With the clock about to run out on the Albuquerque city election, there’s been a flurry of activity in the mayor’s race and from supporters and opponents of the proposed sick leave law.
Here are some of the highlights.
Bernalillo County Commissioner Wayne Johnson has launched an attack ad targeting fellow Republican Dan Lewis, a city councilor.
“They talk like John Wayne but vote like Barney Fife,” the voice-over begins, as images of Lewis, state Auditor Tim Keller and attorney Brian Colón pop up on the screen. “Like Dan Lewis – voted to spend $13 million on the ART project instead of hiring more police, and Lewis didn’t even bother to show up for the sanctuary city vote.”
Johnson then pops up on the screen, “I’ll stop the criminal justice revolving door, and I’ll hold judges accountable and I’ll end sanctuary city policies,” he says.
Johnson throughout the campaign has accused Lewis of voting for the Albuquerque Rapid Transit project before voting against it.
“My opponent Wayne Johnson doesn’t seem to know who the real enemy is in ABQ – the criminals, thugs, and thieves who terrorize our neighborhoods and our families,” Lewis posted on Facebook this week. “It’s sad to see that he would rather spread lies about my record than talk about the serious threats facing our city. Frankly, I’m embarrassed for him. I know voters are smart enough to see through these petty political games.”
Keller and Colón, both Democrats, and Lewis have been leading in the polls.
D.C. group: A new political action committee dubbed ABQ Working Families, meanwhile, has sent out a mailer attacking Colón. More than half of the group’s funding comes from Washington, D.C.-based Civic Participation Action Fund, which is supporting Keller’s mayoral bid.
“We have a major crime problem, and we need changes at APD,” the flier says. “But we cannot trust Brian Colón to bring the change we need. He’s too well-connected to APD insiders.”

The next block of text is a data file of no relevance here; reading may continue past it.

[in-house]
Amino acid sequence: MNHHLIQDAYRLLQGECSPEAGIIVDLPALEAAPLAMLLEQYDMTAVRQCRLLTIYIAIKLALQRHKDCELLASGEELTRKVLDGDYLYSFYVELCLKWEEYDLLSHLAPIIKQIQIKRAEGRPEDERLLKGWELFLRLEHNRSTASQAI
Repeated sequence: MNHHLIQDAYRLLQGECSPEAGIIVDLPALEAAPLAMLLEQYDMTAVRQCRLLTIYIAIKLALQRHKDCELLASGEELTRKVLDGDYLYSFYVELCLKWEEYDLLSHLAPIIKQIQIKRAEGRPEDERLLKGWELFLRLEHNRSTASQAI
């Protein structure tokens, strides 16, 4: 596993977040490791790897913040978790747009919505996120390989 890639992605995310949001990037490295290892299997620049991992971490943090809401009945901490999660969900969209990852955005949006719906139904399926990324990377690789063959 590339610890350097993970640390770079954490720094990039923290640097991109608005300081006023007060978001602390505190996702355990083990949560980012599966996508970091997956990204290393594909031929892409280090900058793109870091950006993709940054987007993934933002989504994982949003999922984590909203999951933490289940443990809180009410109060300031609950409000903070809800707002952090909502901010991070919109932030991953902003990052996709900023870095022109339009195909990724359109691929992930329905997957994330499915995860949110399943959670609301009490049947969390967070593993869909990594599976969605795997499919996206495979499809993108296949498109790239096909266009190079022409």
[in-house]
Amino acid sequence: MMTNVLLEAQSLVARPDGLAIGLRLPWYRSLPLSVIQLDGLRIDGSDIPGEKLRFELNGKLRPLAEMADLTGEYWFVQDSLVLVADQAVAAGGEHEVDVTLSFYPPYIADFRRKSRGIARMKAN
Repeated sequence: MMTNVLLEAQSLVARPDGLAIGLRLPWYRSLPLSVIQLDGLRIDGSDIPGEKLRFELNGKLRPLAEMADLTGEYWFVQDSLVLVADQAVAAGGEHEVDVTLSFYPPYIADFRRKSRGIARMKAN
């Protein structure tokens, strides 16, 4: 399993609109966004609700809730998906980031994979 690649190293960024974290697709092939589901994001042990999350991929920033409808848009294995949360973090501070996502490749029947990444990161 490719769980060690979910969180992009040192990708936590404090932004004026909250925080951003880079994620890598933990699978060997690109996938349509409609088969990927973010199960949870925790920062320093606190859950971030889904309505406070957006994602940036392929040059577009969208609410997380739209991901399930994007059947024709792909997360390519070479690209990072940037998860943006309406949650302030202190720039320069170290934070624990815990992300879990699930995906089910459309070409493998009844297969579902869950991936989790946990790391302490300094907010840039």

The mailer goes on to allege that Colón’s law firm defended Ray Schultz, a former police chief who was the target of a state investigation into a sole-source, $2 million contract the city awarded Taser International to equip city police officers with on-body lapel cams.
“Brian Colón can’t change APD – his law firm protected those at the top,” the mailer says.
Colón, a former Democratic Party chairman, and an attorney with Robles, Rael & Anaya, blasted the fliers.
“These dishonest, last-minute attacks confirm what everyone knows: We have the momentum going into Election Day,” he told the Journal in a statement. “We are running a positive, forward-looking campaign to find common ground and smarter solutions. Public safety is priority number one. I’m not sure what these attacks on Ray Schultz have to do with me. He has never been a client of mine.”
It’s not the first time Colón has defended his association with the Robles law firm.
During a police union event in Albuquerque, he addressed the issue.
“That’s the law firm that stands beside officers when they’re in their deepest and darkest days,” Colón told officers. “When they’ve been involved in use-of-force cases, our law firm has stood tall by them, and I’ve got competitors in this field that like to use that against me and say that my firm has stood with law enforcement when they’ve shot innocent Albuquerque citizens. I wear this as a badge of honor. I was proud to stand with APD the last decade; I’ll be proud to stand with APD as mayor of our beautiful city of Albuquerque.”